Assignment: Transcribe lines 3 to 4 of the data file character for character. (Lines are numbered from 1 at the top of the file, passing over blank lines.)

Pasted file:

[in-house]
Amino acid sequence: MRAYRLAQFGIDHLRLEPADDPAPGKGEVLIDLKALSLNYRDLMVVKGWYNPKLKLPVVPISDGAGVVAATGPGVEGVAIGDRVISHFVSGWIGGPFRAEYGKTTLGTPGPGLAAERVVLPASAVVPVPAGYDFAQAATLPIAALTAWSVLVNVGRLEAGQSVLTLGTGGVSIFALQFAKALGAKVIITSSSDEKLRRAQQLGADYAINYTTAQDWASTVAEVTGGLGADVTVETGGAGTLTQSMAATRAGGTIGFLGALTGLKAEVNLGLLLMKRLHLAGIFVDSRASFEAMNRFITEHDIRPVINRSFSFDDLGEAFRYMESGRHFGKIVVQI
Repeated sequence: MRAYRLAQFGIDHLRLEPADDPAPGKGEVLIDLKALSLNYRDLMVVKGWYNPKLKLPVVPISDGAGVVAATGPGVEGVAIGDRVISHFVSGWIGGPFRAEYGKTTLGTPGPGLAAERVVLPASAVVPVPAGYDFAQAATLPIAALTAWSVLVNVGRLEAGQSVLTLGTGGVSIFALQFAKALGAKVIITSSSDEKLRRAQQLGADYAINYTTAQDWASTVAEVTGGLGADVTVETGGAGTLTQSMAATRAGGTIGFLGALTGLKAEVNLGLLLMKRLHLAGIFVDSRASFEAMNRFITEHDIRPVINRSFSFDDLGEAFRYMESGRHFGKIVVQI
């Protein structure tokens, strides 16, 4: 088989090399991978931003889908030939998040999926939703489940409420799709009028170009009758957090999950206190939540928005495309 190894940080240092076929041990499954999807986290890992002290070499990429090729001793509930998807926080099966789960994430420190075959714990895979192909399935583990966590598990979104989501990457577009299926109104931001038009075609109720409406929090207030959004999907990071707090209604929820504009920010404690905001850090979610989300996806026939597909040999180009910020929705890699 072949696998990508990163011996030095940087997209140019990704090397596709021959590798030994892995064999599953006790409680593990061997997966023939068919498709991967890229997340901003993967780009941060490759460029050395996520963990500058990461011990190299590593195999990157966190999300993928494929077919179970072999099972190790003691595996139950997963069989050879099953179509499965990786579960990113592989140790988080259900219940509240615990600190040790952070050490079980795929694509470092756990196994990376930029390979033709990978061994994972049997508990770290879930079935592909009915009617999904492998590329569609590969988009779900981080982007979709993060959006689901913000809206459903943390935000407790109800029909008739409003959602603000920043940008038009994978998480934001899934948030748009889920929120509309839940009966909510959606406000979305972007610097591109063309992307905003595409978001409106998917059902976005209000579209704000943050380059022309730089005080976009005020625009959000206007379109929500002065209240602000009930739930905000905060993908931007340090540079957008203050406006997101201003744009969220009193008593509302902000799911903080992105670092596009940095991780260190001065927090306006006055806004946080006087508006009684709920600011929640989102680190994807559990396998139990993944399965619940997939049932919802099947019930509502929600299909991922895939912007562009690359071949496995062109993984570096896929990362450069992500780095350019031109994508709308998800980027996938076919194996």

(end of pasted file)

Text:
Repeated sequence: MRAYRLAQFGIDHLRLEPADDPAPGKGEVLIDLKALSLNYRDLMVVKGWYNPKLKLPVVPISDGAGVVAATGPGVEGVAIGDRVISHFVSGWIGGPFRAEYGKTTLGTPGPGLAAERVVLPASAVVPVPAGYDFAQAATLPIAALTAWSVLVNVGRLEAGQSVLTLGTGGVSIFALQFAKALGAKVIITSSSDEKLRRAQQLGADYAINYTTAQDWASTVAEVTGGLGADVTVETGGAGTLTQSMAATRAGGTIGFLGALTGLKAEVNLGLLLMKRLHLAGIFVDSRASFEAMNRFITEHDIRPVINRSFSFDDLGEAFRYMESGRHFGKIVVQI
């Protein structure tokens, strides 16, 4: 088989090399991978931003889908030939998040999926939703489940409420799709009028170009009758957090999950206190939540928005495309 190894940080240092076929041990499954999807986290890992002290070499990429090729001793509930998807926080099966789960994430420190075959714990895979192909399935583990966590598990979104989501990457577009299926109104931001038009075609109720409406929090207030959004999907990071707090209604929820504009920010404690905001850090979610989300996806026939597909040999180009910020929705890699 072949696998990508990163011996030095940087997209140019990704090397596709021959590798030994892995064999599953006790409680593990061997997966023939068919498709991967890229997340901003993967780009941060490759460029050395996520963990500058990461011990190299590593195999990157966190999300993928494929077919179970072999099972190790003691595996139950997963069989050879099953179509499965990786579960990113592989140790988080259900219940509240615990600190040790952070050490079980795929694509470092756990196994990376930029390979033709990978061994994972049997508990770290879930079935592909009915009617999904492998590329569609590969988009779900981080982007979709993060959006689901913000809206459903943390935000407790109800029909008739409003959602603000920043940008038009994978998480934001899934948030748009889920929120509309839940009966909510959606406000979305972007610097591109063309992307905003595409978001409106998917059902976005209000579209704000943050380059022309730089005080976009005020625009959000206007379109929500002065209240602000009930739930905000905060993908931007340090540079957008203050406006997101201003744009969220009193008593509302902000799911903080992105670092596009940095991780260190001065927090306006006055806004946080006087508006009684709920600011929640989102680190994807559990396998139990993944399965619940997939049932919802099947019930509502929600299909991922895939912007562009690359071949496995062109993984570096896929990362450069992500780095350019031109994508709308998800980027996938076919194996």